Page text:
from The Weatherstaff PlantingPlanner – intelligent garden design software
Romantic Garden – who wouldn’t want one? Can you picture it in your mind’s eye? You will probably be wearing something from the 18th century and inhaling the intoxicating scent of roses. The garden will be delightful not just to look at, but also to smell, hear, touch, perhaps even taste.
So what does the garden actually look like? Romantic gardens are more ordered than the haphazard jostling of a cottage garden.
They may be formal – think Lady Someone’s Walk in the grounds of a stately home – or more relaxed. In fact, they could be a mixture of both. Neatly trimmed box hedges and topiary balls combined with billowing drifts of flowering shrubs and fragrant perennials.
Features include statues or garden sculptures to admire and linger near. A bench is essential for relaxing moments amongst the scented flowers.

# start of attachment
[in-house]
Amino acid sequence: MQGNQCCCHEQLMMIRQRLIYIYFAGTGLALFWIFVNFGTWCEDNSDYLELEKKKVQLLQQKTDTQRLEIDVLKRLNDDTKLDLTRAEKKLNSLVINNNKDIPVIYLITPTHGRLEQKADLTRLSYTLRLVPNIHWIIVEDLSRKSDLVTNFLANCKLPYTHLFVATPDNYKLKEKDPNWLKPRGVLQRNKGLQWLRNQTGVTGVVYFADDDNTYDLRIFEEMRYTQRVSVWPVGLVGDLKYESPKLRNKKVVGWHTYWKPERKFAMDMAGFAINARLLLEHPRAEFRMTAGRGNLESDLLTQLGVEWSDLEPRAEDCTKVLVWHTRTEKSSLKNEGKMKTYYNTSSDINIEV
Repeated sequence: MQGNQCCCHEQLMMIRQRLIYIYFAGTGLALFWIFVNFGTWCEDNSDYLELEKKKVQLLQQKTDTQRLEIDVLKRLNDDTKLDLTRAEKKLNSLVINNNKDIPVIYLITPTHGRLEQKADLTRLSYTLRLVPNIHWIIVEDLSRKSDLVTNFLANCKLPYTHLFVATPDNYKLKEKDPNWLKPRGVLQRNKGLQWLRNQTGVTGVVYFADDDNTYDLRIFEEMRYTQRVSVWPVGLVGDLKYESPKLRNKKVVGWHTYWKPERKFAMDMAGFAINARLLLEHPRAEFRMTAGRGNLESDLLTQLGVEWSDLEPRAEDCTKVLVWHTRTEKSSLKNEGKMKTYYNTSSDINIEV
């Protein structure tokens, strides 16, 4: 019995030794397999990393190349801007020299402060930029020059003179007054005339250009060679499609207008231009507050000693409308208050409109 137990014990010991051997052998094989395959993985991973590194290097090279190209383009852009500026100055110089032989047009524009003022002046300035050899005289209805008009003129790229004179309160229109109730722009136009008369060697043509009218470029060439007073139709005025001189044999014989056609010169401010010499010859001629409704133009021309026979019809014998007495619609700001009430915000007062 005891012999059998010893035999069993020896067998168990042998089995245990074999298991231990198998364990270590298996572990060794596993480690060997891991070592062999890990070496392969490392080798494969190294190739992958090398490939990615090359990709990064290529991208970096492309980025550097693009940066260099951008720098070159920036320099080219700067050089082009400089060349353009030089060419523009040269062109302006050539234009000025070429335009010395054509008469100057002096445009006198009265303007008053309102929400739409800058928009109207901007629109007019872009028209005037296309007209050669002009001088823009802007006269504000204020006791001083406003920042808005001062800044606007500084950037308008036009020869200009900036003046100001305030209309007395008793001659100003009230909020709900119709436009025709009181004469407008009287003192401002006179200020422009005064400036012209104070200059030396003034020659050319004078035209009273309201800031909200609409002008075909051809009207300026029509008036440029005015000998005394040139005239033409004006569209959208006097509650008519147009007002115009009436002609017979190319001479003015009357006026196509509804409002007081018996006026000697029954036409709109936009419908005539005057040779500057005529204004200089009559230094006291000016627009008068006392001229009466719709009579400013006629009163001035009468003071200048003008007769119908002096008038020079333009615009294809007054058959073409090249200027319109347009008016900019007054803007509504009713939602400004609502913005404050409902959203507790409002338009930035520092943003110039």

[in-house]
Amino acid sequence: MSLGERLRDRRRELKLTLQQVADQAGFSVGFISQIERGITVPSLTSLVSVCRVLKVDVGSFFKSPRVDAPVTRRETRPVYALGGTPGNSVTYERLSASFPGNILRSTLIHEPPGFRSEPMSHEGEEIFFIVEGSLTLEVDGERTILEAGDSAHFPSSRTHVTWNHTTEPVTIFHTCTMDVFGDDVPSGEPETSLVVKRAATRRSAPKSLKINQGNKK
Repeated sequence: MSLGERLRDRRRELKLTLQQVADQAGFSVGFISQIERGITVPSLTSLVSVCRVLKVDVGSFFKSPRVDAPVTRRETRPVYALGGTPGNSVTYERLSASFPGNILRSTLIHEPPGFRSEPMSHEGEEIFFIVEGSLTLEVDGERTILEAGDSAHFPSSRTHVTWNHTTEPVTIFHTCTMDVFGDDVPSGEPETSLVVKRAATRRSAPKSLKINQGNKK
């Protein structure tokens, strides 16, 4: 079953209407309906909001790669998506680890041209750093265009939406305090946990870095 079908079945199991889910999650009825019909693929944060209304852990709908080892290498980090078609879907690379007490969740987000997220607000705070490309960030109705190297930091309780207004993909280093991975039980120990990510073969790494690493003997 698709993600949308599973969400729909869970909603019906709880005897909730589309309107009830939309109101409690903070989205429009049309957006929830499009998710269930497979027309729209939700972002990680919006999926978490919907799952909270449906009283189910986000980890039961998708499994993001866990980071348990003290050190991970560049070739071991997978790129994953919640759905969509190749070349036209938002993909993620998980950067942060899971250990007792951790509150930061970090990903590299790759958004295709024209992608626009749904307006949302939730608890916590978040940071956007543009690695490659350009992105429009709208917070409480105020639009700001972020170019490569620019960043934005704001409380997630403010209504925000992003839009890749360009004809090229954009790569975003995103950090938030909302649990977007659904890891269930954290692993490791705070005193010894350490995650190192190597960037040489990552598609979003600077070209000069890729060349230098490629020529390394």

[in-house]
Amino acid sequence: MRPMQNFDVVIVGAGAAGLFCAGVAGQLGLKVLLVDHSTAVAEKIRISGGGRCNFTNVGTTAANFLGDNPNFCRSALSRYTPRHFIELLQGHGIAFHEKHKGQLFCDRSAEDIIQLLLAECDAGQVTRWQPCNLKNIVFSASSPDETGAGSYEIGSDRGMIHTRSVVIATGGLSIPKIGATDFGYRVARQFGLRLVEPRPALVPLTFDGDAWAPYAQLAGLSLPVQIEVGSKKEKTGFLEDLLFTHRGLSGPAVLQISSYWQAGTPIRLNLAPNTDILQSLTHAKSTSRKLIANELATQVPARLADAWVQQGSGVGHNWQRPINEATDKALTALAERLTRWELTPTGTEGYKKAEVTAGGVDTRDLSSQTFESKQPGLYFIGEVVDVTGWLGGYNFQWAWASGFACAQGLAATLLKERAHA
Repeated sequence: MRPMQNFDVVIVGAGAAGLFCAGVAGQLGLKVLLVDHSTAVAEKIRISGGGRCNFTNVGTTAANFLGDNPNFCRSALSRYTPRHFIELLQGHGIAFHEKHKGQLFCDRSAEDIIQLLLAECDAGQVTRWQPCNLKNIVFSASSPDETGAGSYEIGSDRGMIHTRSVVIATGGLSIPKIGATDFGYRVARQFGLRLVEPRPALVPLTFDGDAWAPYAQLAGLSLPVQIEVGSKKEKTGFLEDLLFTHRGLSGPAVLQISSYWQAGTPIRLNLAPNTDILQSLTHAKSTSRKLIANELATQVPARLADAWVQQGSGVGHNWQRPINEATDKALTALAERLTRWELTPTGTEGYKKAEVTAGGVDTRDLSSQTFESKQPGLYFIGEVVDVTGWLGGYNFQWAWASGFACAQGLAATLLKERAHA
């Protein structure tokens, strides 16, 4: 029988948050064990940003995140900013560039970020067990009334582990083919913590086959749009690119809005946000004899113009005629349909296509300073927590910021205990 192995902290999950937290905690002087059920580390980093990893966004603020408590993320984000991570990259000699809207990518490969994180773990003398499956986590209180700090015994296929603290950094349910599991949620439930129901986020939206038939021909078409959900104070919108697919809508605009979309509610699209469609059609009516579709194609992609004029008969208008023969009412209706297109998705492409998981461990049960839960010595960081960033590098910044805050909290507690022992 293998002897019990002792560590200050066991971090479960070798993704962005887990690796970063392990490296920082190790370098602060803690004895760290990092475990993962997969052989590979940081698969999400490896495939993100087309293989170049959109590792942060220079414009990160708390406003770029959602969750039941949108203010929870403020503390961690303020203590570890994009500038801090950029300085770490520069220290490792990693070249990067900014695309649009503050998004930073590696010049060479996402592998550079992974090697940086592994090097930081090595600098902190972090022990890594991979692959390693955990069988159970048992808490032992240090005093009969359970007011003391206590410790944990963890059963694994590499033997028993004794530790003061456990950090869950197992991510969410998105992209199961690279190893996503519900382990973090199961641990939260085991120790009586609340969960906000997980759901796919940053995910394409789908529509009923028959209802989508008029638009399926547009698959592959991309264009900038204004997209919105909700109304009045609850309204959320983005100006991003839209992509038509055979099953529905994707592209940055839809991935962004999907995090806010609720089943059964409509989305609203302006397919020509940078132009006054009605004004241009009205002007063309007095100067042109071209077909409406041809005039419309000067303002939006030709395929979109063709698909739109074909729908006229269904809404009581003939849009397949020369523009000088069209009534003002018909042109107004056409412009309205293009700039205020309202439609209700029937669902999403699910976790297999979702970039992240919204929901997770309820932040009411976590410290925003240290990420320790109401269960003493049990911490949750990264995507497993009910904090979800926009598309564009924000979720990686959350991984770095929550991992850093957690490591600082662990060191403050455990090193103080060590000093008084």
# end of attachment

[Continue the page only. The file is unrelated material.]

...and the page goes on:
There will probably be elements of symmetry, such as borders mirroring each other either side of a path. Here, the same plants are used in both borders, but without strict symmetry. The winding path also creates a less formal look.
A water feature is perfect for a romantic garden. Listen to the murmuring of a fountain or watch sunlight playing on water.
Of course, there needs to be a hidden part, too, for secret trysts and whispered conversations. It could be a path leading away from the main garden, obscured by high planting. Or a secluded, flower-strewn bower – an archway, arbour or a pergola, draped with perfumed climbers.
Colours will be soft and serene. Furniture and paintwork will be chalky greys, smoky greens and grey-blues. Or plaster, rose and lavender – the colours of castle stone walls at sunset.
Flowers are in pastel shades, blush and peach and soft apricot. But don’t forget to highlight with splashes of a more intense colour. Deepest red or dark purple black add a frisson of romance and daring.
You could have a white border too or a collection of containers with a white focus.
There’s nothing more romantic than watching the sun set, followed by an alfresco meal. You’ll need a sheltered spot and a collection of candles or solar powered lights so that you can keep enjoying the garden well into the night.
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